Subbin' In: My sports/outdoors outlook for 2020

Loren W. Brabec

Shortly after Thanksgiving, there was a brief period of time during one brief morning that the sun briefly shone. If you slept in or simply didn’t look out the window during that brilliant span, you missed it. In short, it was lovely!

Suddenly, a stiff breeze brushed the last bit of the weekend’s snowfall from my rooftop, and, as the tiny crystals cascaded downward, tumbled by seemingly circular winds near the ground, they resembled swirling diamonds. The crystals, half snow/half ice, acted like miniature prisms, and I imagined wee rainbows of the visible spectrum focusing on the wall inside my family room. In my mind, a bit of the outdoors had found its way inside.

I immediately thought of the band Chicago’s “Song of the Evergreens,” the lyrics of which describe the change of season, the amazing wintry sights to behold and the singer’s overwhelming acceptance of it. From its soft beginning to its blistering end, the song delivers a chilling, exhilarating experience. Give it a listen!

Bring the outdoors inside! It’s Plan B for those times when the weather remains relentlessly and obnoxiously miserable, or you’re feeling down, or you’re simply too busy to go outside.

Several weeks ago, I played “Babe Winkelman’s Fishing Trivia” with my 7-year-old grandson Nick. It’s a board game, and you move your token toward the finish line by correctly answering fishing questions, which, as I warned Nick, were very difficult.

Well, we had fun, and Nick even answered some correctly! I told him that Babe once had a fishing show on TV and then asked Nick how long he thought HE would have to fish to fill a half-hour show. A second later, he said, “About eight years.” We laughed, but we had brought the outdoors inside.

Sometimes, more than just imaginative outdoor stuff finds it way inside. One night in late October, I had to go outside for some reason and inadvertently left the inside door of our house open a couple inches. My wife noticed it early the next morning, and when I came downstairs, she had a prepared statement for me: “I hope no mice came in!”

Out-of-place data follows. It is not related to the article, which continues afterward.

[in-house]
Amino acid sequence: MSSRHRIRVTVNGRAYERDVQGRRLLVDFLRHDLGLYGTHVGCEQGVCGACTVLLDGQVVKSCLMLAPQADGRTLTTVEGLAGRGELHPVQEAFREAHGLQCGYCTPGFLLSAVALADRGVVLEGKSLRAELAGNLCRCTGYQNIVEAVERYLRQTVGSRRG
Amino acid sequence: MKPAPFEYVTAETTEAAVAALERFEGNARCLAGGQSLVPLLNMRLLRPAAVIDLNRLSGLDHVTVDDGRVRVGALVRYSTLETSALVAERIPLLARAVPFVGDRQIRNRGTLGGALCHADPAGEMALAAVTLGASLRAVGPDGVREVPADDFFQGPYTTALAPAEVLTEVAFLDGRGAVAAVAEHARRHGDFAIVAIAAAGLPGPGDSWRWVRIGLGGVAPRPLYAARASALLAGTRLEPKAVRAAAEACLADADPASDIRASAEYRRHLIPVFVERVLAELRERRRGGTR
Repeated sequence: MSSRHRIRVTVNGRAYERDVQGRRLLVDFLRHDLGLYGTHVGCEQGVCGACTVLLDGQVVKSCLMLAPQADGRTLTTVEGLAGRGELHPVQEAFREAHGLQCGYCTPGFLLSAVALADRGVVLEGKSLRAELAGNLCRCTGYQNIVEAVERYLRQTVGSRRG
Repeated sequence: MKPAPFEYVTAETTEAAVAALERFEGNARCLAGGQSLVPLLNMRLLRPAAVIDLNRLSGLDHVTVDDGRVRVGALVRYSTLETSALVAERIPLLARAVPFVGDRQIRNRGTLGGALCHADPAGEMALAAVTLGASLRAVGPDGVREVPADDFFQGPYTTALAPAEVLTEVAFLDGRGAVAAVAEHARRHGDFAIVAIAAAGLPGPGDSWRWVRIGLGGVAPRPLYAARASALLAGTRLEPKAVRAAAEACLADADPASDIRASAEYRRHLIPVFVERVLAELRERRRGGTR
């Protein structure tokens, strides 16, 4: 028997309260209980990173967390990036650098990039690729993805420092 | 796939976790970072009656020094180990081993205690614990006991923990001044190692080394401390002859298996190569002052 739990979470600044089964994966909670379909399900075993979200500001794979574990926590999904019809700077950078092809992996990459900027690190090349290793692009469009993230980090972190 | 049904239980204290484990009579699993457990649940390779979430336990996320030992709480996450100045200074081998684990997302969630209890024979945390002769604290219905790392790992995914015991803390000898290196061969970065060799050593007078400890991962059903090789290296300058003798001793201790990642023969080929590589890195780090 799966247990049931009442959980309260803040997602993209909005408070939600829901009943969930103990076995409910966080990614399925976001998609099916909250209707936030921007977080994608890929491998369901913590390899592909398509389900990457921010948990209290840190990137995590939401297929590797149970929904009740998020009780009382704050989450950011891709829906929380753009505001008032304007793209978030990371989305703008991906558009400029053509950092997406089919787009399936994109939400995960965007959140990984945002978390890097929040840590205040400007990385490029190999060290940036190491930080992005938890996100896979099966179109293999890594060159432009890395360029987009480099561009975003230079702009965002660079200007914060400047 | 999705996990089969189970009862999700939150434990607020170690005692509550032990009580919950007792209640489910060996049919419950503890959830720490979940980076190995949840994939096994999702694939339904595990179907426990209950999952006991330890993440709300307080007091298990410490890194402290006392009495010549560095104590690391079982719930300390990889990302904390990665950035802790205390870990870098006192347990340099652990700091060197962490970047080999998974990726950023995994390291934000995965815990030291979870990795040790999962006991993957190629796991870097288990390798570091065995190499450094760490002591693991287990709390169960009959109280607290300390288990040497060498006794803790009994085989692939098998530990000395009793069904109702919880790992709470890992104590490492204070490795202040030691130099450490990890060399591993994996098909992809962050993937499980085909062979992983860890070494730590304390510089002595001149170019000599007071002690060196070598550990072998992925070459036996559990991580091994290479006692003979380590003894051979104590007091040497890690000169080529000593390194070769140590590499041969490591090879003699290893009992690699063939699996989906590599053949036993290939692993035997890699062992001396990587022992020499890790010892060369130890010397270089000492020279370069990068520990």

So, I smeared a dab of peanut butter on the flap of a trap and placed it in the basement, where we had hoped any intruding furry critters would have gone. Days went by and nothing. Then one day in late November, my wife noticed that some sunflower seeds which had fallen onto the basement floor were no longer there.

She texted, “Did you sweep the floor downstairs?”

“No,” I replied. My throat hardened as I realized what this meant.

When I got home, I sprinkled more seeds on the floor and reset a tantalizing trap near them. The next morning, the seeds were gone, even the three I had stuck in the peanut butter! Yet, there sat the trap, unsprung! I repeated the baiting, now with two traps, and the next day, one of them was missing. I found it about 3-4 feet from where I’d placed it, sprung but empty!

Several days later, a mouse met his doom, and to this day, I continue to operate the trap line. Twice, I’ve lost more seeds without catching anything, but the body count has surged to two.

As during the other seasons, winter offers plenty of outdoor options. The chilly images and the warm memories will last a lifetime. Just remember that some things need to stay out there.

Loren Brabec is a contributing sports writer for the Isanti-Chisago County Star and author of several Braham sports books.

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